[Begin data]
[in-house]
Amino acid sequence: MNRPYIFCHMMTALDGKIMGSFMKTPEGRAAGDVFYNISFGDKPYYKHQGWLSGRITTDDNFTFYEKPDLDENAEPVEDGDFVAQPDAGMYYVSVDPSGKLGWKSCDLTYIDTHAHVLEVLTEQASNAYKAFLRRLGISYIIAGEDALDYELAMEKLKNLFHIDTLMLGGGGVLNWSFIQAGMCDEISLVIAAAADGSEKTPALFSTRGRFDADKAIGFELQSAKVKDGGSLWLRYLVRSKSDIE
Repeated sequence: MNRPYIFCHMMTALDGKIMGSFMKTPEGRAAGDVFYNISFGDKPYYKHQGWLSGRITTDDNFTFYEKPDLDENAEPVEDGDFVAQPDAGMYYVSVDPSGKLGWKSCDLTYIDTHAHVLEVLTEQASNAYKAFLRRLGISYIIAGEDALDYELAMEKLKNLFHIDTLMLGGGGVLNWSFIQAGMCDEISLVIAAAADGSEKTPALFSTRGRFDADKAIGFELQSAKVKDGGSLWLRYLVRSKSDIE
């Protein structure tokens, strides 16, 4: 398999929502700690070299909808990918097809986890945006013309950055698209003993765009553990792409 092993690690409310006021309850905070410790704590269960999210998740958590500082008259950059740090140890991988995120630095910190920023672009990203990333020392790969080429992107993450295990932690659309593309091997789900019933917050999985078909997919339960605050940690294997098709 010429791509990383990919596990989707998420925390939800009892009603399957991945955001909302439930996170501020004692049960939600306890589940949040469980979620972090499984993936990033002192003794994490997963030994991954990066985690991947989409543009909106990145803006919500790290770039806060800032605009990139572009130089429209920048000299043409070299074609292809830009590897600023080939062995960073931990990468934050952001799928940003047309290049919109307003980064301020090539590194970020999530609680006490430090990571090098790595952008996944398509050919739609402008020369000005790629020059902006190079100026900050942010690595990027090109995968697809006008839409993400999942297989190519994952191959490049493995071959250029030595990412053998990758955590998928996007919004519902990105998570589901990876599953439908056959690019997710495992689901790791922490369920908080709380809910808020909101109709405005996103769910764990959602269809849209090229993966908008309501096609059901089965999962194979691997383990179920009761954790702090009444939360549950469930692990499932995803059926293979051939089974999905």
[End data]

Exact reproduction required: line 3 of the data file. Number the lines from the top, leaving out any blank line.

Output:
Repeated sequence: MNRPYIFCHMMTALDGKIMGSFMKTPEGRAAGDVFYNISFGDKPYYKHQGWLSGRITTDDNFTFYEKPDLDENAEPVEDGDFVAQPDAGMYYVSVDPSGKLGWKSCDLTYIDTHAHVLEVLTEQASNAYKAFLRRLGISYIIAGEDALDYELAMEKLKNLFHIDTLMLGGGGVLNWSFIQAGMCDEISLVIAAAADGSEKTPALFSTRGRFDADKAIGFELQSAKVKDGGSLWLRYLVRSKSDIE